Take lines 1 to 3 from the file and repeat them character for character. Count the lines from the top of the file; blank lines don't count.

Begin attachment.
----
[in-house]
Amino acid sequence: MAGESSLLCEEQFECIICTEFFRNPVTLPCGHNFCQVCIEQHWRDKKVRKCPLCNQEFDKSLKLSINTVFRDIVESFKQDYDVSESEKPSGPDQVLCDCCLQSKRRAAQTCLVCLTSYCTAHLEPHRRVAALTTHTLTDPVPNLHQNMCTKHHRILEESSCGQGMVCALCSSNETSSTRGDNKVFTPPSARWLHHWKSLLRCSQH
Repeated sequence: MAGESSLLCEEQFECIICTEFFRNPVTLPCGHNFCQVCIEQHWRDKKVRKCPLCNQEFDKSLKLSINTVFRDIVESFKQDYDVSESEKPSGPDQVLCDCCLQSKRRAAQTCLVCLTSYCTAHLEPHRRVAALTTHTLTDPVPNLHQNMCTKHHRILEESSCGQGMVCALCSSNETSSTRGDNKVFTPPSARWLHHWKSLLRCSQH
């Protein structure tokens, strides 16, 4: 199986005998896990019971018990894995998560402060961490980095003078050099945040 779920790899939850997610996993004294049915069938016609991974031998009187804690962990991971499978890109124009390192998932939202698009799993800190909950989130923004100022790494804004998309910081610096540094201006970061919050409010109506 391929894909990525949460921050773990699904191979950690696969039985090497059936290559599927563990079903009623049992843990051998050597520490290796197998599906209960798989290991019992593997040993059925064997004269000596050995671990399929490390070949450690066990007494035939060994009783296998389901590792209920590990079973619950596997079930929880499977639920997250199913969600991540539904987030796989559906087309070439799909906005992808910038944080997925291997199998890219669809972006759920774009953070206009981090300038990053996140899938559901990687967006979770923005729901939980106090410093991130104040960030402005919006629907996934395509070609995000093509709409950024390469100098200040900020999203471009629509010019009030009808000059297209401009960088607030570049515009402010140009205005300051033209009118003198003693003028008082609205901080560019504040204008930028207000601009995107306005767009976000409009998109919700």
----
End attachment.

[in-house]
Amino acid sequence: MAGESSLLCEEQFECIICTEFFRNPVTLPCGHNFCQVCIEQHWRDKKVRKCPLCNQEFDKSLKLSINTVFRDIVESFKQDYDVSESEKPSGPDQVLCDCCLQSKRRAAQTCLVCLTSYCTAHLEPHRRVAALTTHTLTDPVPNLHQNMCTKHHRILEESSCGQGMVCALCSSNETSSTRGDNKVFTPPSARWLHHWKSLLRCSQH
Repeated sequence: MAGESSLLCEEQFECIICTEFFRNPVTLPCGHNFCQVCIEQHWRDKKVRKCPLCNQEFDKSLKLSINTVFRDIVESFKQDYDVSESEKPSGPDQVLCDCCLQSKRRAAQTCLVCLTSYCTAHLEPHRRVAALTTHTLTDPVPNLHQNMCTKHHRILEESSCGQGMVCALCSSNETSSTRGDNKVFTPPSARWLHHWKSLLRCSQH